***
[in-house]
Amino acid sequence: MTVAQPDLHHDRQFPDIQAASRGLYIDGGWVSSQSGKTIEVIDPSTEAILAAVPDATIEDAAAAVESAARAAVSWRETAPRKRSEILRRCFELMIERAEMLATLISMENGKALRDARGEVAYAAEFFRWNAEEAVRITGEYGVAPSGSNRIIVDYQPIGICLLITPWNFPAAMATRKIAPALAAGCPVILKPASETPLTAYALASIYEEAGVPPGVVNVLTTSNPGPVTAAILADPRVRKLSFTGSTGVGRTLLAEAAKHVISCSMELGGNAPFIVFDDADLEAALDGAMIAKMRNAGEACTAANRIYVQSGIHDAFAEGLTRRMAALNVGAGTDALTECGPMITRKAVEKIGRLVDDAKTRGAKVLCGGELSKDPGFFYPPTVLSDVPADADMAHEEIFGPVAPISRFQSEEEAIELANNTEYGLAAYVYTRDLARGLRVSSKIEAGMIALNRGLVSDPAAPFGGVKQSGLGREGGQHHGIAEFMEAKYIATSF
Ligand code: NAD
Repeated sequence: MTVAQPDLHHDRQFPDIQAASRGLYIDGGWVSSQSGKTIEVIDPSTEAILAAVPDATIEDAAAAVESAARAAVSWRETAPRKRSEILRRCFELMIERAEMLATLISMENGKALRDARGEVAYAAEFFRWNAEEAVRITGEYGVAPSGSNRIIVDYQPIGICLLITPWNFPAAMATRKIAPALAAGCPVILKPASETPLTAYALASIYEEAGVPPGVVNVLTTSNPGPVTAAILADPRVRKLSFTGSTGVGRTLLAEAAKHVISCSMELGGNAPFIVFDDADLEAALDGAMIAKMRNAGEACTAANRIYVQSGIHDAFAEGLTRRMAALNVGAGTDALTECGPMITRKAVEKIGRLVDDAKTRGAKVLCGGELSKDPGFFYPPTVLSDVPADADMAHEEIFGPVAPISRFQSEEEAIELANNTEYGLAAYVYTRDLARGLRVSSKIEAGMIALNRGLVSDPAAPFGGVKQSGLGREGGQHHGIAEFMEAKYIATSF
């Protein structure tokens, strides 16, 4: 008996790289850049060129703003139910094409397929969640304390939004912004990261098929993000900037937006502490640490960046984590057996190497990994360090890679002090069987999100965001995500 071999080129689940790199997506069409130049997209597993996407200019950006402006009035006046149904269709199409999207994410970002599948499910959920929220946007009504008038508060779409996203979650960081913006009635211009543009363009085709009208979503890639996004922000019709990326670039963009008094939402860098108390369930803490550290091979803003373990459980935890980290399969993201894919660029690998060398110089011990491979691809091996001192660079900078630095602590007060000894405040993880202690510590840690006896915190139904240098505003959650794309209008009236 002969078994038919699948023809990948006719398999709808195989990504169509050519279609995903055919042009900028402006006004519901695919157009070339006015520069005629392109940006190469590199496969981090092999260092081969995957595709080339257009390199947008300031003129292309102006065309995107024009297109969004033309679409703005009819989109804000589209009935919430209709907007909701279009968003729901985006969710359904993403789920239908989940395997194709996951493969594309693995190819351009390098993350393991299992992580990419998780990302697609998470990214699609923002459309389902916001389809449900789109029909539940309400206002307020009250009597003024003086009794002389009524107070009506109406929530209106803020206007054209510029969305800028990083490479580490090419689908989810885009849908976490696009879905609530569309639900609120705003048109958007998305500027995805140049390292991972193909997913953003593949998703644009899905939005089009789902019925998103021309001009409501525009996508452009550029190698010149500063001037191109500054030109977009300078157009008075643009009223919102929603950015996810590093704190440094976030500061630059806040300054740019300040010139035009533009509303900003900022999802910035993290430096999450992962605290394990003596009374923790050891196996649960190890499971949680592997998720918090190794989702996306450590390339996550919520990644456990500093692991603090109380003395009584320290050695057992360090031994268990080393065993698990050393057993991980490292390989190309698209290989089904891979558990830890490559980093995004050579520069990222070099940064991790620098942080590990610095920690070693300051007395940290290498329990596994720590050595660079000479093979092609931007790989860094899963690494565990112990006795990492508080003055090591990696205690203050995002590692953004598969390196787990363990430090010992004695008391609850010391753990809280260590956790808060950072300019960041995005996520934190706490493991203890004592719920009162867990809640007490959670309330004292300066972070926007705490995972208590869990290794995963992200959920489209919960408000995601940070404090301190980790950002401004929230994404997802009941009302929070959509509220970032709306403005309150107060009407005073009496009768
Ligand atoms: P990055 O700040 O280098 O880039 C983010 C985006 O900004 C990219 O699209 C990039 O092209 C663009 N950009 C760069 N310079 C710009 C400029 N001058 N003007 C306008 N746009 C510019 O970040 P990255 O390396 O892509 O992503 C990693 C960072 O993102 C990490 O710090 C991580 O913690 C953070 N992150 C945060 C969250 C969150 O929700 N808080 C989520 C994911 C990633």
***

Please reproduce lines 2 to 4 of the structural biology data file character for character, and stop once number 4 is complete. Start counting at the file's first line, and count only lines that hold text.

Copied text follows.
Amino acid sequence: MTVAQPDLHHDRQFPDIQAASRGLYIDGGWVSSQSGKTIEVIDPSTEAILAAVPDATIEDAAAAVESAARAAVSWRETAPRKRSEILRRCFELMIERAEMLATLISMENGKALRDARGEVAYAAEFFRWNAEEAVRITGEYGVAPSGSNRIIVDYQPIGICLLITPWNFPAAMATRKIAPALAAGCPVILKPASETPLTAYALASIYEEAGVPPGVVNVLTTSNPGPVTAAILADPRVRKLSFTGSTGVGRTLLAEAAKHVISCSMELGGNAPFIVFDDADLEAALDGAMIAKMRNAGEACTAANRIYVQSGIHDAFAEGLTRRMAALNVGAGTDALTECGPMITRKAVEKIGRLVDDAKTRGAKVLCGGELSKDPGFFYPPTVLSDVPADADMAHEEIFGPVAPISRFQSEEEAIELANNTEYGLAAYVYTRDLARGLRVSSKIEAGMIALNRGLVSDPAAPFGGVKQSGLGREGGQHHGIAEFMEAKYIATSF
Ligand code: NAD
Repeated sequence: MTVAQPDLHHDRQFPDIQAASRGLYIDGGWVSSQSGKTIEVIDPSTEAILAAVPDATIEDAAAAVESAARAAVSWRETAPRKRSEILRRCFELMIERAEMLATLISMENGKALRDARGEVAYAAEFFRWNAEEAVRITGEYGVAPSGSNRIIVDYQPIGICLLITPWNFPAAMATRKIAPALAAGCPVILKPASETPLTAYALASIYEEAGVPPGVVNVLTTSNPGPVTAAILADPRVRKLSFTGSTGVGRTLLAEAAKHVISCSMELGGNAPFIVFDDADLEAALDGAMIAKMRNAGEACTAANRIYVQSGIHDAFAEGLTRRMAALNVGAGTDALTECGPMITRKAVEKIGRLVDDAKTRGAKVLCGGELSKDPGFFYPPTVLSDVPADADMAHEEIFGPVAPISRFQSEEEAIELANNTEYGLAAYVYTRDLARGLRVSSKIEAGMIALNRGLVSDPAAPFGGVKQSGLGREGGQHHGIAEFMEAKYIATSF